5. tanith says:

    *Dishonoured 2

    • Capt. Bumchum McMerryweather says:

      I know right? They spend 5 minutes looking at E3 stuff in America and they start using their horrible spelling! We’ll have to send them to special boot camps when they return.

  6. mashkeyboardgetusername says:

    Well, you can’t say these games aren’t stylish. Also, was that Delilah, or just someone else wearing a rose/vine inspired outfit?

    • CallMeIshmael says:

      That was most definitely Delilah, and – if the poster included with the collector’s edition is anything to go by – she’s now calling herself “Delilah Kaldwin.” That’s a thing.

  7. int says:

    Best thing about Dishonored 2: Corvo is voiced by Garrett himself, Stephen Russell.

    • njury says:

      People seem to care a whole lot for the voice acting. It is never something I have made a huge deal of myself. I have no idea who Stephen Russel is.
      Is it the immersion that makes this such a huge deal for many people? It’s not that I don’t think it’s important, I just don’t really think about it. Never thougt about it playing Dishonored or Witcher even once.

      • fish99 says:

        So if you watched a new Simpsons episode and all the voices were different that wouldn’t bother you?

        Of course it’s not really relevant here because Corvo never spoke.

      • int says:

        I don’t literally mean it’s the best thing about it. I was being hyperbolic.

        But as a fan of Thief and Mr. Russell’s performance in those games I was very happy to hear his voice in Dishonored 2.

        • heretic says:

          Agreed, Thief’s voice acting was just amazing – have really great memories of Stephen’s work.

          Actually for a game where the graphics have not particularly aged well (how many polys were the characters made of… not many!), the hand drawn interludes and narration really gave something special to the game.

          Similarly in Dishonoured I though the Heart was very well voice acted.

  8. Ben King says:

    This time travel mechanic sounds really similar to a fun student project called “The Void” that you can download as a free Source 2 mod. It featured localized time-travel where you could summon a ~3 meter sphere of space that exists in the distant past- need to get through that collapsed doorway? You open a sphere to 100yrs ago when the doorway was still there, and simply walk through it. Check it out guys it’s cool:-). I’m excited to see a different take on time travel here in dishonored!

  9. fco says:

    look cool but, does anyone else feel a bit weirded out by all the face-stabbing?

    maybe i’m getting old, ’cause if they even dedicate a section of the trailer to this, it must be that people actually want this

    • Renegade says:

      The first game’s trailer was pretty heavy on the face stabbing as well. link to

    • JazzTap says:

      Yes, also weirded out. ‘Here is a place, containing a variety of NPCs with interesting motivations and pasts and straightforward badassery,’ it says, ‘and also a bunch of targets for you to murder’.

      But then, given this core gameplay loop and a lethal option (there are other power fantasies, but they require branching dialogs, management interfaces, etc.), the issue is unavoidable. There’s even less narrative space for non-person patrolling guards than there is for non-person beasties, barbarians, and abominations.

      And the first game did good things with that. (I could verify for myself if I hadn’t bounced off after the first mission.) So at least they brought the talking heart back.

    • Josh W says:

      In the first game, I swapped the block/counter button and the attack button, so that your options on a two button mouse are weird magic and defence. Also, when you get behind people, hitting the block button rather than attack means you can grab them and knock them out. No face stabbing required.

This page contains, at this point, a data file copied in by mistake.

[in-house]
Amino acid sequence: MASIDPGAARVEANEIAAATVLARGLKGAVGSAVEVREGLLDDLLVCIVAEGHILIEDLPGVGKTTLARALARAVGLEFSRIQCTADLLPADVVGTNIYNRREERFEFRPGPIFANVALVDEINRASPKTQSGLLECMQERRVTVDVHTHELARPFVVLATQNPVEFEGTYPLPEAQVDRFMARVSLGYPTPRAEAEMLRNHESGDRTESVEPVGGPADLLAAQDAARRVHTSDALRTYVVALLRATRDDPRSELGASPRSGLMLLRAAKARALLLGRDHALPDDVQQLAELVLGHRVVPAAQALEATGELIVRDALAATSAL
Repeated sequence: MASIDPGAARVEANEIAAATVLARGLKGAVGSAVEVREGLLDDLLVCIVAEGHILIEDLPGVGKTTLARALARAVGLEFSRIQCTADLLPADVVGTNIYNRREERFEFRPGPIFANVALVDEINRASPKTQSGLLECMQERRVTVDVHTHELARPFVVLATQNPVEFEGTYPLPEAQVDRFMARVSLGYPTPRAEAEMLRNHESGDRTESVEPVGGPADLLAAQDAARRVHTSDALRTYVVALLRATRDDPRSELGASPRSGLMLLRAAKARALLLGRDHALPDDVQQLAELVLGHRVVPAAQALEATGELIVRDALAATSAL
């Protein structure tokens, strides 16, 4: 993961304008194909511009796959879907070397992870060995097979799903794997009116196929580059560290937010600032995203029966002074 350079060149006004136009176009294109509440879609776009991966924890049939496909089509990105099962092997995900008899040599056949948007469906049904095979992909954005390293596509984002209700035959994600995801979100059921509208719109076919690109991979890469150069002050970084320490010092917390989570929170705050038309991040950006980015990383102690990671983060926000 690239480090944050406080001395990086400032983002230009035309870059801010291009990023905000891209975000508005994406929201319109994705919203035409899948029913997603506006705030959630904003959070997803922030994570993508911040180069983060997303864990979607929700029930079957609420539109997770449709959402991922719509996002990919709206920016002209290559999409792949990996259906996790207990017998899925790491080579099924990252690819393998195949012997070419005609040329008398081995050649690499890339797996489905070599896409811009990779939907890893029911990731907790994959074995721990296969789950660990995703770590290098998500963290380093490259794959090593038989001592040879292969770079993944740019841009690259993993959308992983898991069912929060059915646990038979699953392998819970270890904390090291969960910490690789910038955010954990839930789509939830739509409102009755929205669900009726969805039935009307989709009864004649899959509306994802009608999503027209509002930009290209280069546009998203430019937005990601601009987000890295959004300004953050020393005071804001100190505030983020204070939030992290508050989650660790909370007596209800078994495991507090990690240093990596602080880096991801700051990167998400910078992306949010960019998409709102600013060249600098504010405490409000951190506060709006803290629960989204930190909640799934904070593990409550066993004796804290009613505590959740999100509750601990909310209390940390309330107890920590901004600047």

I found the game was better for it, as I was spending my time out-manoeuvring these guards anyway, brutally killing them just seemed a waste. Much better to be a smug shadow.

  10. Ben King says:

    I think what caught my attention was not so much th time travel, as viewing the alternate time line through magical glass like in Void. It was a game tool that really felt genuinely magical, and dishonored has a game world that I can totally see that kind of trickery fitting into, but I really wonder what mechanic or plot device they’ll use to limit it’s usage- it seems like the sort of thing that would require designing two separate mirror levels for the entire game which strikes me as… Unrealistically ambitious. Also CMON RPS-ers! why are we in the comments more interested in soundtrack/voice actors/kill-animations than in brilliant and exciting new game mechanics!? Time travel! Imagine the trickery we could commit and mysteries we could unravel about the game world with a little crystal window into the past!

    • Aitrus says:

      Yeah, it’s only possible in one level, on account of some crazy magical event happening at this manor that caused it to be abandoned.

      • Aitrus says:

        *One level that they have announced, at least. It’s always possible there will be an unexpected chance to use the tool again.

  11. Gilead says:

    I hope Dishonored’s story/character motivation makes sense when combined with its level design this time.

    I think the only really good mission in the first game was the Lady Boyle one, which forced the player to explore before he could assassinate her.

    The other missions felt torn between levels structured to reward a Thief-like ‘explore everything, read everything’ playthrough and all the mission objectives, character and story working against that by encouraging a ‘find the target, kill the target, get out’ mindset.

    • Ben King says:

      I think I agree about the Lady Boyle mission as being one of the gems. I had a similar problem with the whole notion of “multiple paths” where presenting me with a glut of options just meant I spent a lot of time exploring each one not accomplishing much rather than just committing to one play style (but that’s really my own problem as a player…) I feel like strictly choosing the nonlethal options in each assassination mission DID force the player to explore each level thoroughly in a way that meshed well with my desire to hunt down all of the world building snippets of story and character.